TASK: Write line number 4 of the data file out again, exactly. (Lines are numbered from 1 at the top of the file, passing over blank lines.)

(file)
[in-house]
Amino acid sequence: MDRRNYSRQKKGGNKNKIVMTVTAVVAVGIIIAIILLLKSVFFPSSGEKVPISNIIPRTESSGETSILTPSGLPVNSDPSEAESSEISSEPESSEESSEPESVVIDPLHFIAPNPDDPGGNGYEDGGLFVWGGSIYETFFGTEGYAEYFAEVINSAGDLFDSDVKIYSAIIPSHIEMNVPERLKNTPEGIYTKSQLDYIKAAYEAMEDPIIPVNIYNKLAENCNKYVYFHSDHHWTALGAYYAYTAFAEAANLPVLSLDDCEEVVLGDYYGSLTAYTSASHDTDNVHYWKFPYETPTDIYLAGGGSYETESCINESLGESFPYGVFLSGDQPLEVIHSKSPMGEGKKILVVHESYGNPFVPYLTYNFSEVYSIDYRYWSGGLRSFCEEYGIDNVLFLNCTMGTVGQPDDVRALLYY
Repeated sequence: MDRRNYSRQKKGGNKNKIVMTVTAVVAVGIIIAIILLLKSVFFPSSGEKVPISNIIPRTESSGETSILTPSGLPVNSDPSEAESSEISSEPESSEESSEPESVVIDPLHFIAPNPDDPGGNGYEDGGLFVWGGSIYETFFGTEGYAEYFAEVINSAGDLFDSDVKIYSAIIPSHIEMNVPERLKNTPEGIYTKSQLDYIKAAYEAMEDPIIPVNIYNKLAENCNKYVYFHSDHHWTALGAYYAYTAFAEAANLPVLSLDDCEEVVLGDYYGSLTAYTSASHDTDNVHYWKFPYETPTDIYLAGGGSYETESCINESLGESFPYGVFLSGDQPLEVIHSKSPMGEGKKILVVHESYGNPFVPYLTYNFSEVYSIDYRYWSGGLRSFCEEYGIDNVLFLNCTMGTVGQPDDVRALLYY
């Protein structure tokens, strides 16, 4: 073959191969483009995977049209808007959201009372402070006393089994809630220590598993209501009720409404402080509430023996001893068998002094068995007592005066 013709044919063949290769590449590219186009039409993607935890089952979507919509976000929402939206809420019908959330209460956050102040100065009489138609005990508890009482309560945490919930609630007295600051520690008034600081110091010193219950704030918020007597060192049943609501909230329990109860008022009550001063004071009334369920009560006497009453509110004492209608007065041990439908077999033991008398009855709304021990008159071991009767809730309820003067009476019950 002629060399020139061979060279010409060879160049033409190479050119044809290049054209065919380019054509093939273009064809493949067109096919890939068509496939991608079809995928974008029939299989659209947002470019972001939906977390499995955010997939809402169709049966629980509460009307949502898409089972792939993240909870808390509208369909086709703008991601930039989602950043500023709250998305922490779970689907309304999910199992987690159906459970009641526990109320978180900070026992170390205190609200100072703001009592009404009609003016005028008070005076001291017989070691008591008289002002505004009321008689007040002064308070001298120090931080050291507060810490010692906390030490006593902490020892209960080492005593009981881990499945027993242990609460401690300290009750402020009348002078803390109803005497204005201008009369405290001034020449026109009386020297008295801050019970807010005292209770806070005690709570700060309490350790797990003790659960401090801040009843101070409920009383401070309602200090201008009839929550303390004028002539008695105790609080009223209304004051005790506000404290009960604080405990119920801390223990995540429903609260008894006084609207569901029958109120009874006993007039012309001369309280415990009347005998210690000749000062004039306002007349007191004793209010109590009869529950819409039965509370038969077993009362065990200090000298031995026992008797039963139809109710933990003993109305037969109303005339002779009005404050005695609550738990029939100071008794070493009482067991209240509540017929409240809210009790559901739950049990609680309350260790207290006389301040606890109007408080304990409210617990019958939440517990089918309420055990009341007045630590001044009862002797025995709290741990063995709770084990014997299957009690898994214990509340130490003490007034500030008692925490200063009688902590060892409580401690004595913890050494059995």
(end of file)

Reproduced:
């Protein structure tokens, strides 16, 4: 073959191969483009995977049209808007959201009372402070006393089994809630220590598993209501009720409404402080509430023996001893068998002094068995007592005066 013709044919063949290769590449590219186009039409993607935890089952979507919509976000929402939206809420019908959330209460956050102040100065009489138609005990508890009482309560945490919930609630007295600051520690008034600081110091010193219950704030918020007597060192049943609501909230329990109860008022009550001063004071009334369920009560006497009453509110004492209608007065041990439908077999033991008398009855709304021990008159071991009767809730309820003067009476019950 002629060399020139061979060279010409060879160049033409190479050119044809290049054209065919380019054509093939273009064809493949067109096919890939068509496939991608079809995928974008029939299989659209947002470019972001939906977390499995955010997939809402169709049966629980509460009307949502898409089972792939993240909870808390509208369909086709703008991601930039989602950043500023709250998305922490779970689907309304999910199992987690159906459970009641526990109320978180900070026992170390205190609200100072703001009592009404009609003016005028008070005076001291017989070691008591008289002002505004009321008689007040002064308070001298120090931080050291507060810490010692906390030490006593902490020892209960080492005593009981881990499945027993242990609460401690300290009750402020009348002078803390109803005497204005201008009369405290001034020449026109009386020297008295801050019970807010005292209770806070005690709570700060309490350790797990003790659960401090801040009843101070409920009383401070309602200090201008009839929550303390004028002539008695105790609080009223209304004051005790506000404290009960604080405990119920801390223990995540429903609260008894006084609207569901029958109120009874006993007039012309001369309280415990009347005998210690000749000062004039306002007349007191004793209010109590009869529950819409039965509370038969077993009362065990200090000298031995026992008797039963139809109710933990003993109305037969109303005339002779009005404050005695609550738990029939100071008794070493009482067991209240509540017929409240809210009790559901739950049990609680309350260790207290006389301040606890109007408080304990409210617990019958939440517990089918309420055990009341007045630590001044009862002797025995709290741990063995709770084990014997299957009690898994214990509340130490003490007034500030008692925490200063009688902590060892409580401690004595913890050494059995």